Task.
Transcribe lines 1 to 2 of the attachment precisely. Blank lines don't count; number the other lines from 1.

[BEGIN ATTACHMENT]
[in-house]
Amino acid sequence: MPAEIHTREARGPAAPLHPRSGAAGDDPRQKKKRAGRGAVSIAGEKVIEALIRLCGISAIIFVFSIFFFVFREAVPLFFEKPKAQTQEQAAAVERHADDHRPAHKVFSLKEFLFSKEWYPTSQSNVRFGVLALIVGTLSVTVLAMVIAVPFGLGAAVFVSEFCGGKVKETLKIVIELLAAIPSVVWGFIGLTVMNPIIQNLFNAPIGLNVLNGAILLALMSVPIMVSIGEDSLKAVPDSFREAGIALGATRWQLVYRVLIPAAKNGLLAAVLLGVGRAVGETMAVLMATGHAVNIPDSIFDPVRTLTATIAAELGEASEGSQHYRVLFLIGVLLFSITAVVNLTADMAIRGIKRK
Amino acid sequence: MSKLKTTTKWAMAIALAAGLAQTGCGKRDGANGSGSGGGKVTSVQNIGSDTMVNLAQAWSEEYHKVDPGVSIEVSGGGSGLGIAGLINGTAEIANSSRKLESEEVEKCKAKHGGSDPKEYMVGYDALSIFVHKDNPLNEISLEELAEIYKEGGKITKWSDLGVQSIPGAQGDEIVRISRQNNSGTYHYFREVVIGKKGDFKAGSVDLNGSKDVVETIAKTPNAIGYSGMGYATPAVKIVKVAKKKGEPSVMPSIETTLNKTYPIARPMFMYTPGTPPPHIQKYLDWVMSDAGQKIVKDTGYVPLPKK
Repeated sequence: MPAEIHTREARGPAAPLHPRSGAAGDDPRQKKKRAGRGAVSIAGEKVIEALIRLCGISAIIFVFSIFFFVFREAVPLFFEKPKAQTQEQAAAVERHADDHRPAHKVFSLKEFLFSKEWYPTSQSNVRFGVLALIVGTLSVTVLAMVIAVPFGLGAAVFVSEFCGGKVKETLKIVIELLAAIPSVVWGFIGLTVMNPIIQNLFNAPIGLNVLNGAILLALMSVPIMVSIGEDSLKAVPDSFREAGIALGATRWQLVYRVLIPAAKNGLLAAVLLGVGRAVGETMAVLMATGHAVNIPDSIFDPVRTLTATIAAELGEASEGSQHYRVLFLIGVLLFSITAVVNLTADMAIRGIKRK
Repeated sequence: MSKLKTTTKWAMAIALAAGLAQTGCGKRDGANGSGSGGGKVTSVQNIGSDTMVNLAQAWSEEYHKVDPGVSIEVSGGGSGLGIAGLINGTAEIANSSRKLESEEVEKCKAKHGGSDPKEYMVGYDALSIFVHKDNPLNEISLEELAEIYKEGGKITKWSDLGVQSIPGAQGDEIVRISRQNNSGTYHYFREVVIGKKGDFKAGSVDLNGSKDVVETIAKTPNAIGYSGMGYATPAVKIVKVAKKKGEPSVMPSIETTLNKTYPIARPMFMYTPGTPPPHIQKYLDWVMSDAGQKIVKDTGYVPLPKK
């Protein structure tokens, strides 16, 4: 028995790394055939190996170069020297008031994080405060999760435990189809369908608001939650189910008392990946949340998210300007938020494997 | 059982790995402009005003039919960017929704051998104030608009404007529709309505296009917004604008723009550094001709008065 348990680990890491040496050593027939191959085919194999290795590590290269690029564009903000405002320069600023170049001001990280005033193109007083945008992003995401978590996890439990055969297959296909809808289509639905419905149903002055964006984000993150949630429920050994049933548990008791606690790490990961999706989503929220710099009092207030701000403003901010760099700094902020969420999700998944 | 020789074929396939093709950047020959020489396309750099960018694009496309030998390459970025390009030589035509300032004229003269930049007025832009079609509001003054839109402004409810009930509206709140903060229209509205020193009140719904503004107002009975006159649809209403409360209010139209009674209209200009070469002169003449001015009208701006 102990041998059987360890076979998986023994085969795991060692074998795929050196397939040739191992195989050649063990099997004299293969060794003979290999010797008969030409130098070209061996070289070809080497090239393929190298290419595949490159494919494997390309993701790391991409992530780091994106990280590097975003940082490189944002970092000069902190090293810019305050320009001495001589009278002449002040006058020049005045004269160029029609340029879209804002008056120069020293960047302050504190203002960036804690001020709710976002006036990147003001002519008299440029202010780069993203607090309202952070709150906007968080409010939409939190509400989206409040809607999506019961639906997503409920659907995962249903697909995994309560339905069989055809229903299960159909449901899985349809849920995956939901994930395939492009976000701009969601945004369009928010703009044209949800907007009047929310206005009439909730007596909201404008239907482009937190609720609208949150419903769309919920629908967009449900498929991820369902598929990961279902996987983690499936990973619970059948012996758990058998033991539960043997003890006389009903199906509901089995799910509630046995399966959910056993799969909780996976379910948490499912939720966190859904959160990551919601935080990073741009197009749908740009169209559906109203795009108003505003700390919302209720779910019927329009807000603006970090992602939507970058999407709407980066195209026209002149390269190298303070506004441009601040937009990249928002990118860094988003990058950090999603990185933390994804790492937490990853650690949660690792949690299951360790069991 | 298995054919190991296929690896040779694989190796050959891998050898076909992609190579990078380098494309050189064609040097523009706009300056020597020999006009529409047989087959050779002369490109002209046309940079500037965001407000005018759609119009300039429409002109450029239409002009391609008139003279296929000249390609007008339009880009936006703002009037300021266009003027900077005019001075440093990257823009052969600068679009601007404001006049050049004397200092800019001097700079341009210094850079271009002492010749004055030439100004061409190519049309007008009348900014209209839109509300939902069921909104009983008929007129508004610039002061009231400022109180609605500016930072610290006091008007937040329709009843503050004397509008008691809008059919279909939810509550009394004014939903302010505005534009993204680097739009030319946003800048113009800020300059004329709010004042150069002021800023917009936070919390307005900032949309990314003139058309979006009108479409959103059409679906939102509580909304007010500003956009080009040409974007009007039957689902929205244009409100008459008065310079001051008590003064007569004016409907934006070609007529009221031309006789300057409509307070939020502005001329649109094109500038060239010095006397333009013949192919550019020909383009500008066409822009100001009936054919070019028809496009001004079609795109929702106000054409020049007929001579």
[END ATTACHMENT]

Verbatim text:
[in-house]
Amino acid sequence: MPAEIHTREARGPAAPLHPRSGAAGDDPRQKKKRAGRGAVSIAGEKVIEALIRLCGISAIIFVFSIFFFVFREAVPLFFEKPKAQTQEQAAAVERHADDHRPAHKVFSLKEFLFSKEWYPTSQSNVRFGVLALIVGTLSVTVLAMVIAVPFGLGAAVFVSEFCGGKVKETLKIVIELLAAIPSVVWGFIGLTVMNPIIQNLFNAPIGLNVLNGAILLALMSVPIMVSIGEDSLKAVPDSFREAGIALGATRWQLVYRVLIPAAKNGLLAAVLLGVGRAVGETMAVLMATGHAVNIPDSIFDPVRTLTATIAAELGEASEGSQHYRVLFLIGVLLFSITAVVNLTADMAIRGIKRK